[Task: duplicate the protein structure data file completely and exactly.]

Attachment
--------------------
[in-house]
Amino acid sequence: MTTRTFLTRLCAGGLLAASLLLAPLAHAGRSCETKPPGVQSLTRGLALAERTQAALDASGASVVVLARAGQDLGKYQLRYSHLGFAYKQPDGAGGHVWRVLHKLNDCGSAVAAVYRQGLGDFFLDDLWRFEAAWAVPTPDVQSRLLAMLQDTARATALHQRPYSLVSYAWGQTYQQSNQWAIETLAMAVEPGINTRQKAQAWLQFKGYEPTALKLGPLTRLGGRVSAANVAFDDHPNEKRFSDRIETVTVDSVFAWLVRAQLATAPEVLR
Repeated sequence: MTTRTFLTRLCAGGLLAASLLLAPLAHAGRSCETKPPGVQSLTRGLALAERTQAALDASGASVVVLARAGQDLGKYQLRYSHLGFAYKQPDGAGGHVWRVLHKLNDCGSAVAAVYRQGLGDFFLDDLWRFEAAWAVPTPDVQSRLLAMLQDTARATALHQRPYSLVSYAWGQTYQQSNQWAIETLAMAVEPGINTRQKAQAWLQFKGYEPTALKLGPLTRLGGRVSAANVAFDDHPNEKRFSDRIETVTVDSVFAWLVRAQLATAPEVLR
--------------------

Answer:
[in-house]
Amino acid sequence: MTTRTFLTRLCAGGLLAASLLLAPLAHAGRSCETKPPGVQSLTRGLALAERTQAALDASGASVVVLARAGQDLGKYQLRYSHLGFAYKQPDGAGGHVWRVLHKLNDCGSAVAAVYRQGLGDFFLDDLWRFEAAWAVPTPDVQSRLLAMLQDTARATALHQRPYSLVSYAWGQTYQQSNQWAIETLAMAVEPGINTRQKAQAWLQFKGYEPTALKLGPLTRLGGRVSAANVAFDDHPNEKRFSDRIETVTVDSVFAWLVRAQLATAPEVLR
Repeated sequence: MTTRTFLTRLCAGGLLAASLLLAPLAHAGRSCETKPPGVQSLTRGLALAERTQAALDASGASVVVLARAGQDLGKYQLRYSHLGFAYKQPDGAGGHVWRVLHKLNDCGSAVAAVYRQGLGDFFLDDLWRFEAAWAVPTPDVQSRLLAMLQDTARATALHQRPYSLVSYAWGQTYQQSNQWAIETLAMAVEPGINTRQKAQAWLQFKGYEPTALKLGPLTRLGGRVSAANVAFDDHPNEKRFSDRIETVTVDSVFAWLVRAQLATAPEVLR